This is the spot for our live coverage of Apple’s World Wide Developers Conference.
The keynote is scheduled to begin Monday at 1 p.m EDT (10 a.m. PDT). All times below are EDT unless otherwise indicated.
12:57 “Please silence all cellphones and pagers.”
12:51 Video cameras are sweeping the crowd and projecting selected images on the giant screens. The crowd watches, looking for their own faces and waving to the cameras like fans at Yankee Stadium.
12:45 Apple shares are down 3 points (2.14%). Sell on the buzz?
12:40 The developers arrive. They jostle for seats.
12:35 The big metal doors to the great hall open like the closing scene of Close Encounters, as TIME’s Josh Quittner puts it. You almost expect an unearthly light to shine from within. Rock music blares out. The press rushes forward. The TV crews occupy a platform at stage right. The room is dominated by three giant grey screens with the big white Apple logo.
12:10 The Apple Store is down, the universal signal that new products are about to be announced.
12:00 With a full hour to wait, the sound of the press eating and greeting and trying to impress has risen to a dull roar.
11:30 There’s a long slow line for media registration. I count 52 filthy press ahead of me and another dozen behind. The PR woman who told us to come at 11:30 (8:30 PDT) takes pity and slips a few of us clip-on media badges. As the escalator carries us toward the third floor I count 70 media types still waiting in line. This is as big — if not a bigger – media turnout as I have seen at a WWDC. They have not come today to see Phil Schiller.
A herd of developers is penned in a second floor hallway behind black crowd-control belts.
11:27 Meet CNBC’s Jim Goldman outside the press entrance chatting with Apple’s top two PR people. He’s shorter than he looks on camera.
11:25 Heading back to Moscone. The developer line is no shorter and has now slowed to a crawl.
11:00 Parked at the 4th St. Starbucks. The developers are still streaming by the window.
10:43 There’s a tangle of TV equipment parked outside the press entrance, just in case Steve Jobs shows up and walks in the front door. A newswoman from Fox Business is describing the things she “knows” about the iPhone that she assumes is going to be introduced today. “This is huge!” she says.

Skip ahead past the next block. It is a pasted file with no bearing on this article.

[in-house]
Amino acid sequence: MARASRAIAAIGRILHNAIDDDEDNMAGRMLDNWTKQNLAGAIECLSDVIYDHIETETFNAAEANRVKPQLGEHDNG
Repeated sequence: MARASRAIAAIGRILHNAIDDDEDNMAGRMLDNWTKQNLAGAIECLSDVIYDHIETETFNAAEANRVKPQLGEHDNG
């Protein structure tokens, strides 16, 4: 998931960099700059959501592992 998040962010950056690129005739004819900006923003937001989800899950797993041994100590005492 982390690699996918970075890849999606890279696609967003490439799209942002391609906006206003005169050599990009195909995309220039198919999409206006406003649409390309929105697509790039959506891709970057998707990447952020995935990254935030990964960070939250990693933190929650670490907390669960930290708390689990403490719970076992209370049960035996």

10:40 A software hawker at the corner of 4th and Howard tells me they opened the doors to Moscone West at about 10:30. The developers stream by, many of them looking for their apps among the hundreds pasted on the windows.
10:30 The keynote is two and a half hours away, but the line of pre-registered developers stretches up 4th St., down Minna St., and as far as I can see toward 5th St. As Microsoft’s Steve Balmer might put it, “Developers! Developers! Developers!”
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Some 5,000 Apple developers have descended on San Francisco for five days of demonstrations, technical sessions and hands-on training, but the keynote — traditionally given by CEO Steve Jobs — is headliner and usually packs the Moscone Center main hall.
This year, with Jobs on medical leave, marketing vice president Phil Schiller and a team of Apple execs are scheduled to lead things off, but a surprise appearance by the ailing CEO cannot be ruled out.
The theme this year is software: Mac OS X Snow Leopard and iPhone 3.0 (hence all the oversized app icons pasted like subway graffti on Moscone West’s ground floor windows).
“One year later. Light-years ahead,” reads a banner above the registration tables that manages to mix a metaphor (time and distance) and get the dates wrong — unless of course the “one year” refers to the 2008 unveiling of the iPhone 3G and is promising a similar unveiling at WWDC 2009.
If there is to be a grand unveiling, who will do the honors? When we know, you’ll know.